On careful construction
Being an engineer interested in best practices, I know a fair bit about LEED certification. LEED, shorthand for “Leadership in Energy and Environmental Design”, will certify buildings as Silver, Gold or Platinum dependent on how well a building’s design adheres to the best practices to conserve energy.
The thing about a LEED rating is that, as a design award, it focuses on appropriate construction. Building mismanagement by tenants can greatly increase the energy used in a building, making even LEED certified buildings unsustainable. A recent Op-Ed piece in the NY Times calls for increased enforcement of buildings in use, with a consequence that a building might lose its certifications if continually mismanaged.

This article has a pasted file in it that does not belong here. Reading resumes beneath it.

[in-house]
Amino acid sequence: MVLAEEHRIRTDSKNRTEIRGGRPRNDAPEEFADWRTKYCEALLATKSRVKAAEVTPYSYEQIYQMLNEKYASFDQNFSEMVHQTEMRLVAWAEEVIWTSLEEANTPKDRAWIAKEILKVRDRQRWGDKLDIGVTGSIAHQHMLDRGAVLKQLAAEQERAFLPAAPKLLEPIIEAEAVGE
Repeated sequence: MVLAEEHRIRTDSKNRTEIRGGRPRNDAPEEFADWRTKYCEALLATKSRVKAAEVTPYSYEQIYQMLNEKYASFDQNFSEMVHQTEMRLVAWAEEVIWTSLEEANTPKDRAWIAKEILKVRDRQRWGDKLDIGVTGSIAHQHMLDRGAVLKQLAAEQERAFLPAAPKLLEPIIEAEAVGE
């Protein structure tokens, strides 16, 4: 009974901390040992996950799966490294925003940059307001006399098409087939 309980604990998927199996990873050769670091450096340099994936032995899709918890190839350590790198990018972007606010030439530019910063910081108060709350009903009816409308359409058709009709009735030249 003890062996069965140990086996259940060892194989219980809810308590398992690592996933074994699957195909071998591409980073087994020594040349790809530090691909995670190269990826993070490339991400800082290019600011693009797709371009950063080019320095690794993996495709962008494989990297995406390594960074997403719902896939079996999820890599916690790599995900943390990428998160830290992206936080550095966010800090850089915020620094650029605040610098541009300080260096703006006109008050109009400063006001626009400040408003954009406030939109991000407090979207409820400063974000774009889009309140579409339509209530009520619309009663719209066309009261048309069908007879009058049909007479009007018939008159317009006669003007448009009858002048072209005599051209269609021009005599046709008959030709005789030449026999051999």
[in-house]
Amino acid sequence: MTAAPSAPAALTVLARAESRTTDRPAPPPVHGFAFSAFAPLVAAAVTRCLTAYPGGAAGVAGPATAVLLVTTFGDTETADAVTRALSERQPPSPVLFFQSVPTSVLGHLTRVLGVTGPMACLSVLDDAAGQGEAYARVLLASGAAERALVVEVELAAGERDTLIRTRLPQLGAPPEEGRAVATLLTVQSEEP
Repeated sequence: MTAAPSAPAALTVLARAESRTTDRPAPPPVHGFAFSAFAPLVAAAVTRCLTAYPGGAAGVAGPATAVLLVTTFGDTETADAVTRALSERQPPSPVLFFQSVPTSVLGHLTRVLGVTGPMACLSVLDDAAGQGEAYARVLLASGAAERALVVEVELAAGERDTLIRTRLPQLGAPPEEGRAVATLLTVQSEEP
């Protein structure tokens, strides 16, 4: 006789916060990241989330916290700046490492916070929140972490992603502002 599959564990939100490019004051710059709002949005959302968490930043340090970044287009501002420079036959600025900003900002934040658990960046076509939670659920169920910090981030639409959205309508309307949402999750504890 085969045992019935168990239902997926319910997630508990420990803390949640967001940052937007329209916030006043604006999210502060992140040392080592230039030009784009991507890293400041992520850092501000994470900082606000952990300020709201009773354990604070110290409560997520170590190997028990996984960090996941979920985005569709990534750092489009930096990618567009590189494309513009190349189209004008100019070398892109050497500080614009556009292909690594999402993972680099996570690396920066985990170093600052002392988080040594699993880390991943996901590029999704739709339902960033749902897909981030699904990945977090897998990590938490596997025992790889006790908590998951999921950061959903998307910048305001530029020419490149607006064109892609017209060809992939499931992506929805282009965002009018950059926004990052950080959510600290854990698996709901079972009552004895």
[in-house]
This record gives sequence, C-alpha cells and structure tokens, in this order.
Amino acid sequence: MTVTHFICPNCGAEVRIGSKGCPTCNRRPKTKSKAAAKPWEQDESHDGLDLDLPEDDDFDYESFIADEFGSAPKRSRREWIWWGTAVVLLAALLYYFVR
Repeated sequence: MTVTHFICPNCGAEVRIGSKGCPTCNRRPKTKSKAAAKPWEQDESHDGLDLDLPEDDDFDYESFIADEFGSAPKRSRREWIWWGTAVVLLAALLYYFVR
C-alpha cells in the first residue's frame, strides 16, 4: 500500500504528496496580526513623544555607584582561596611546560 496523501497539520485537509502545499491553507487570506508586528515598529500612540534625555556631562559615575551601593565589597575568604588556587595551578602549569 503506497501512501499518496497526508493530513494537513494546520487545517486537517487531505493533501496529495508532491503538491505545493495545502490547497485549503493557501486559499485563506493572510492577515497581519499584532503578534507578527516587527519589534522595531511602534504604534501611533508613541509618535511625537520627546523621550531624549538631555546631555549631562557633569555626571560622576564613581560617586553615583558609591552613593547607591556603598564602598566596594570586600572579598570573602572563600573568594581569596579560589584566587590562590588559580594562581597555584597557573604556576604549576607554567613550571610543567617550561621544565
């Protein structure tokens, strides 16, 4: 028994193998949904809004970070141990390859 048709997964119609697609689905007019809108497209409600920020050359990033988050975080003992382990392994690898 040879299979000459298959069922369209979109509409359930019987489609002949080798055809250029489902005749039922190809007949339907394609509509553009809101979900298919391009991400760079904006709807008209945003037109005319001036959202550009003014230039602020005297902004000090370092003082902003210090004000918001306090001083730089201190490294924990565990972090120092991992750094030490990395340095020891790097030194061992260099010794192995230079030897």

It is interesting to think that as designed, the building should be able to perform in particular ways. Design standards focus on intention. To some degree they can be enforced during actual construction. But after the building is constructed, the design standards offer suggestions about how the building can be (and even should be) used only with the power of suggestion.
And so it is with us. We are carefully constructed to the point of being “fearfully and wonderfully made” with our human blueprint being in “the image and likeness of God.” We never lose our design features, even if we horribly disfigure them through mismanagement. Yet, we have a call to live as we were intended to live, something that can only be accomplished with close consultation with the Architect.